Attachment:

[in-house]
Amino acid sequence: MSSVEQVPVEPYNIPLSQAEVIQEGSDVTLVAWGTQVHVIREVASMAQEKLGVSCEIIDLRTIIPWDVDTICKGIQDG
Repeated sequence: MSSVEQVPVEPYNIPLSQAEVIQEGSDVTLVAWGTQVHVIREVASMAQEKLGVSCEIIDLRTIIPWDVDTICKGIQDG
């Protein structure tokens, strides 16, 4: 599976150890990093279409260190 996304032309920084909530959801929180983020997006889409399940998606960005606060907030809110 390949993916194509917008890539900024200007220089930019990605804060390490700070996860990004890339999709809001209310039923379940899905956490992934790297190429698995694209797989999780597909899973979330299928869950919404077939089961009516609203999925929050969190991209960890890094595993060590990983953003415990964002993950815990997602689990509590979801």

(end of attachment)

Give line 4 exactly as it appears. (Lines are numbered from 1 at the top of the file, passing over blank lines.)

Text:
């Protein structure tokens, strides 16, 4: 599976150890990093279409260190 996304032309920084909530959801929180983020997006889409399940998606960005606060907030809110 390949993916194509917008890539900024200007220089930019990605804060390490700070996860990004890339999709809001209310039923379940899905956490992934790297190429698995694209797989999780597909899973979330299928869950919404077939089961009516609203999925929050969190991209960890890094595993060590990983953003415990964002993950815990997602689990509590979801």